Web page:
To your first question: Yes. There is a low pass filter buit in. This avoids the "aliasing trap" of ADC conversions.
Signal input frequencies close to and above the sampling rate appear as much lower frequencies in the conversion results.
Imagine a square wave signal with 5 times the sampling rate. A sample is a momentary snapshot of the input. For a while (some samples) you may hit the input signal during high periods, then for another while, you hit the signal at low periods.
The array of sampled values now contains a group of high voltages followed by a group of low voltages. This can only be interpreted as, or looks like a square wave signal with a frequency far below the sampling rate, the "alias" frequency.
Antialiasing filters are always needed in front of ADCs, either explicit or implicit by the limited bandwith of the signal source.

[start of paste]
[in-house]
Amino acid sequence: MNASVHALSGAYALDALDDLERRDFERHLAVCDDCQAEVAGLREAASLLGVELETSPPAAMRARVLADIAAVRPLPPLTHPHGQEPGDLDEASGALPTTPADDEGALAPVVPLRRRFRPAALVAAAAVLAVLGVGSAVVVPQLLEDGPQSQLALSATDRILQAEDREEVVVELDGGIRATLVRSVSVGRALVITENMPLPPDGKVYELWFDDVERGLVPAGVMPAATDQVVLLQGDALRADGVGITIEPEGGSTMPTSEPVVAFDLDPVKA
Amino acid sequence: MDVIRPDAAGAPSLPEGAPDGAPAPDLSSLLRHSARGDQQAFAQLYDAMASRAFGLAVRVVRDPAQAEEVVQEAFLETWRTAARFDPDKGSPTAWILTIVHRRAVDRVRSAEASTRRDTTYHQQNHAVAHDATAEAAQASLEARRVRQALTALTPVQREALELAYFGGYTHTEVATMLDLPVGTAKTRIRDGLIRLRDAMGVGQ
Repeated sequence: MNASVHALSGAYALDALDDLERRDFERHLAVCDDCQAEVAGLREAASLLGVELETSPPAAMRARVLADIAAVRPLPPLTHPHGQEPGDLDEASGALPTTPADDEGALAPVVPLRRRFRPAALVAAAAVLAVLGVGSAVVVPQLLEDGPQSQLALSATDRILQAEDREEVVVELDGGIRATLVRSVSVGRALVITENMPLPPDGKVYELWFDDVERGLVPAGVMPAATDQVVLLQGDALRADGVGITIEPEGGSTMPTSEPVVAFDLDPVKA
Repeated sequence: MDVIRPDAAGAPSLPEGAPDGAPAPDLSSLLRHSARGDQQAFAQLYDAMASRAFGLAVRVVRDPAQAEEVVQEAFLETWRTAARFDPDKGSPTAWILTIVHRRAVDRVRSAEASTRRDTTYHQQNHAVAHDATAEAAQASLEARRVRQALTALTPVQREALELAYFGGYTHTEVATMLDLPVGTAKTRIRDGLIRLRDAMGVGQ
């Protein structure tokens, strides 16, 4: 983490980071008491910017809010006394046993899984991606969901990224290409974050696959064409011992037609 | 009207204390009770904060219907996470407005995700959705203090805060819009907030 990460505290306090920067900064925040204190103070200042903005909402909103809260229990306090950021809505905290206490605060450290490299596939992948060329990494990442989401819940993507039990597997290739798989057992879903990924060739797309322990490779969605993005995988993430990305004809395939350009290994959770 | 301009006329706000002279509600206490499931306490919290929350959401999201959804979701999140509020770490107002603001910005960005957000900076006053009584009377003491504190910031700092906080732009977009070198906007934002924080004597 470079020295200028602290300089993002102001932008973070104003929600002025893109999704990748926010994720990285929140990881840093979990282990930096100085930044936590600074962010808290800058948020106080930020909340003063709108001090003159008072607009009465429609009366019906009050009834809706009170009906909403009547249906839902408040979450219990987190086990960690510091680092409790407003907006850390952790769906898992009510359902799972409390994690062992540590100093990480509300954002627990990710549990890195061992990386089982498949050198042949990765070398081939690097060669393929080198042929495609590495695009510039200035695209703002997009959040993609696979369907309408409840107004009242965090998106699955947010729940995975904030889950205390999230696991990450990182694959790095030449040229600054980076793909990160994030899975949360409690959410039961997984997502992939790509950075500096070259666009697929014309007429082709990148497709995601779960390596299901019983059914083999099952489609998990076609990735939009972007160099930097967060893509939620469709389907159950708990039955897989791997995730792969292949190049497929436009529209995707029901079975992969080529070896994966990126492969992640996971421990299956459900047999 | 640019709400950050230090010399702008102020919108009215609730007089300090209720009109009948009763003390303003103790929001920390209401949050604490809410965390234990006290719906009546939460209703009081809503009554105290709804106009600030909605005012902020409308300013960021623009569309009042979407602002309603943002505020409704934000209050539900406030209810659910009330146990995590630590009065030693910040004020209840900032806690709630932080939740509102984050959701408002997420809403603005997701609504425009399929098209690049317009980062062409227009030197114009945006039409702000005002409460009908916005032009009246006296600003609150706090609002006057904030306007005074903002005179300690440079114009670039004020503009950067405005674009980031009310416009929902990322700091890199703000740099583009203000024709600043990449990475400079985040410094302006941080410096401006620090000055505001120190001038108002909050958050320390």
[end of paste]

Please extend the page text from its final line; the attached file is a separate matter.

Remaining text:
To your second question: Yes and no. You define the sampling rate, because you create the trigger pulses at the CONVST inputs. The sample and hold circuits take a snapshot of the input voltages after the rising edge of this signal. Then the conversion process is busy.
You can pick up the conversion results after busy becomes low, either using the parallel interface, the splitted serial interface with two data out lines or the non splitted serial interface with one data out line.
The transfer duration of the used interface determins the time, where the next CONVST pulse can be placed.
So using the non splitted serial interface may limit the sampling rate, the parallel bus won't.
If you configure oversampling, the ADC will perform multiple conversions after a single CONVST pulse and the delivered results are the average of these conversions.
So, as I understand the datasheet, you cannot place CONVST pulses while the averager is working. The sampling rate is reduced, see Table 9 of the datasheet.